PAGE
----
The right to control an ex's dating habits?
June 16, 2010 3:50 PM   Subscribe

What legal, moral or ethical rights does ex-spouse A have when it comes to controlling ex-spouse B's dating habits, under the guise of protecting their children?

"A" and "B" were a married couple with a child. "A" is notoriously possessive and manipulative, which is one of many reasons why "A" and "B" are now divorced. "B" is trying to move on with her life and has joined the dating scene again, but "A" becomes incredibly hostile, combative and harassing if/when he finds out that another man may have been within 15 meters of his child at any point.

For the purposes of this discussion, let's assume that B's potential dating partners are not serial killers, child molesters or druggies. These potential dating partners' only crime is the fact that they exist. Let's also assume that "B's" dating life is steady, long-term-oriented and not a revolving door of random men that come into contact with their child.

"A" claims that it is his right as a father to know who is around his child, and that it is his right as a father to demand that his child not be exposed to any of "B's" boyfriends. He is also very nosy about who her supposed boyfriends are, so he can take issue with that as well.

I already know their relationship has been physically, verbally and emotionally abusive. "A" is an absolutely terrible and dangerous person and this really strikes me as being nothing more than a ploy to continue manipulating "B," keeping her from ever progressing with her life by using their child as a pawn.

But looking past his despicable character, are there really any merits to his claims? Does any ex-spouse have the right to make such demands?

posted by Ziggy Zaga to Human Relations (17 answers total)
"B" needs to talk to her lawyer.
posted by grouse at 3:59 PM on June 16, 2010 [2 favorites]

My gut instinct says no, not without a history. He probably has the right to request things like "No having your boyfriends stay over when my kids are there until I've met them," and he probably has a right to know the guy's full name, but his ex is her own person and has her own right to date. dude needs to let go.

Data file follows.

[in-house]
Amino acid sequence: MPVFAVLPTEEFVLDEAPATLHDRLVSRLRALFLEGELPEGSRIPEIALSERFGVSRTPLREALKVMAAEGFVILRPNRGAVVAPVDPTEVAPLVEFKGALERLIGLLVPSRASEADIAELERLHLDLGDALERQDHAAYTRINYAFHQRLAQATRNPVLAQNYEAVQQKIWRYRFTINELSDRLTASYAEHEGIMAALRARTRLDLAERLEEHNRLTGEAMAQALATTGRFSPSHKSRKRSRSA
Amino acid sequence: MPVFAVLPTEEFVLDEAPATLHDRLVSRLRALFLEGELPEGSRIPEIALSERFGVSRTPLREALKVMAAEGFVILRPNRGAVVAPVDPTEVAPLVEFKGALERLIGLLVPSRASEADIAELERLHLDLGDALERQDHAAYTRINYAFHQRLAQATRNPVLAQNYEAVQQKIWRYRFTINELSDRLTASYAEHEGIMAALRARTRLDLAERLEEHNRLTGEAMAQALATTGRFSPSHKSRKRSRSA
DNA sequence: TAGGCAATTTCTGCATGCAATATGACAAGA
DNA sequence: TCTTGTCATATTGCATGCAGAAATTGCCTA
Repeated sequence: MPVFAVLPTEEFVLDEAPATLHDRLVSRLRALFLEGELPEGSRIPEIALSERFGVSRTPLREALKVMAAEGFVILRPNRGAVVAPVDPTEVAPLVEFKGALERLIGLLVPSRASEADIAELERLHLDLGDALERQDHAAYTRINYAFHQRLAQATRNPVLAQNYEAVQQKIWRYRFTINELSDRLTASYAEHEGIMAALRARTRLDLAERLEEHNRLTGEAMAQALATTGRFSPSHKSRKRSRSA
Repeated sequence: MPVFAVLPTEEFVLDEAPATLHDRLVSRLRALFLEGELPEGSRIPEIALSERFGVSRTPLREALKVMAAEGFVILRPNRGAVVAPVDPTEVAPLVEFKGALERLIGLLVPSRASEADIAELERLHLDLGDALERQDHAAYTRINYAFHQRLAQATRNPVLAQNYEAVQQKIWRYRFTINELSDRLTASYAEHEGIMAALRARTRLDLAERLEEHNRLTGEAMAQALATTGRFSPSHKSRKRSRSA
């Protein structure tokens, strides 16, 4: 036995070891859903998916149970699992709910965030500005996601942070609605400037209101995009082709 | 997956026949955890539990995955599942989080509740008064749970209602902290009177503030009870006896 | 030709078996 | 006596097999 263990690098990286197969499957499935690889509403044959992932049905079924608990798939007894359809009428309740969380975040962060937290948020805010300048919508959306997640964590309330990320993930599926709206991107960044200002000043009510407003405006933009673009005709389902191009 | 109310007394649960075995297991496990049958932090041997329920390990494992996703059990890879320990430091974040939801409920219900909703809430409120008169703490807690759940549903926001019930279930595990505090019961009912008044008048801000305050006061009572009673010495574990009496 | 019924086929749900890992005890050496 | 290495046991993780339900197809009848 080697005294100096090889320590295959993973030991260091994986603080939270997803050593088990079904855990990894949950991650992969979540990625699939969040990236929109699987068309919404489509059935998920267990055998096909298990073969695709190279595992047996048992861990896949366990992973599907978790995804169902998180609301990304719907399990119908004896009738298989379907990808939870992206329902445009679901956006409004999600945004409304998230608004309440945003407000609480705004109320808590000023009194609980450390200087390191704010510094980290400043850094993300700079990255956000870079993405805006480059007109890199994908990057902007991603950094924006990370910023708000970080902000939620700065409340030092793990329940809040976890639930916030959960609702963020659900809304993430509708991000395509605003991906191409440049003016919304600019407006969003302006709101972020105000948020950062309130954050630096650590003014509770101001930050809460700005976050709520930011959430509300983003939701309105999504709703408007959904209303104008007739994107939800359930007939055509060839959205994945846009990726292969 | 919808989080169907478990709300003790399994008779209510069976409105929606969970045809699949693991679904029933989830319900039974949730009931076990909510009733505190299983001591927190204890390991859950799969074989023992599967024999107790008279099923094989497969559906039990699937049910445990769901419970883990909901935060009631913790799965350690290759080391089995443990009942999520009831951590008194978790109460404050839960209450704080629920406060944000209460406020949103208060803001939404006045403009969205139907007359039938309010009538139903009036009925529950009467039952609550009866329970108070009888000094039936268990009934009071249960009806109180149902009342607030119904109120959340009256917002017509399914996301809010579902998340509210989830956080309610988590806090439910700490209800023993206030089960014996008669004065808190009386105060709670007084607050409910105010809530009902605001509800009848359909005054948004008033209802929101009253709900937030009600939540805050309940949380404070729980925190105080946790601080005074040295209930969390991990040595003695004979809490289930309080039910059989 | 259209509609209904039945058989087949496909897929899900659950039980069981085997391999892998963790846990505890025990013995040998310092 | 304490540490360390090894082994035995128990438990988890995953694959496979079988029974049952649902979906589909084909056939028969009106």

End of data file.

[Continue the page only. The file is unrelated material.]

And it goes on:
posted by KathrynT at 4:01 PM on June 16, 2010

"B" needs to talk to her lawyer. Stat.
posted by ZaneJ. at 4:03 PM on June 16, 2010 [1 favorite]

Yes. Basically there are two situations

1. Ex-spouses who are friends and try to work things out amicably in which case if one spouse had a problem they might being it up with the other and try to work out something amicably. This is fine and legitimate if it works.
2. Your friend's situation. One spouse threatening the other with crazy talk. They have, I am presuming, a legal definition of their child support arrangement that they both need to abide by. To the best of my knowledge these do not in any way include getting to know anything about who the other is dating.

I am sorry but she should be talking to a lawyer. My experience with these situations in the past is that some exes use the child as a control point to basically take over for the lack of control they no longer have in the relationship. If they can not agree on terms, they need to have a legal authority help them agree to terms, no one should be having to guess at what is "reasonable" at this point.
posted by jessamyn at 4:05 PM on June 16, 2010

He probably has the right to request things like "No having your boyfriends stay over when my kids are there until I've met them," and he probably has a right to know the guy's full name, but his ex is her own person and has her own right to date. dude needs to let go.

Doubt it. I would say at this point he only had whatever rights the custody agreement gives him.
posted by Squeak Attack at 4:05 PM on June 16, 2010

and that it is his right as a father to demand that his child not be exposed to any of "B's" boyfriends. He is also very nosy about who her supposed boyfriends are, so he can take issue with that as well.

Total bullshit. To decree that his divorced wife can't expose any man she's dating to HER OWN SON is absolutely out of line. She should absolutely refuse to even discuss the issue with him. Because the papers are signed and they're divorce and IT'S NONE OF HIS BUSINESS.

She needs to start documenting each and every time he gets like this so that when it comes time to file the restraining order she's got a paper trail. Because this reads to me like a pride-wounded alpha male not going to let his woman humiliate him and be independant of him. Not with HIS CHILD. Notice the phrasing. Not their child, but HIS.

If he's already been abusive, assume he's going to again. She's going to get serious with some guy and want to have him over for dinner, and her ex is going to explode. What if she wants to get remarried? Oh, I bet "A" would lose his shit over some other man raising his kid.

As the custodial parent, she also has rights about who THE CHILD SHE GAVE BIRTH TO is exposed to and who is a part of their life. This is why the courts awarded her custody (as it sounds like from your question). Her ex sounds like a classic abusive manipulator.

Document everything.
posted by Pirate-Bartender-Zombie-Monkey at 4:05 PM on June 16, 2010 [8 favorites]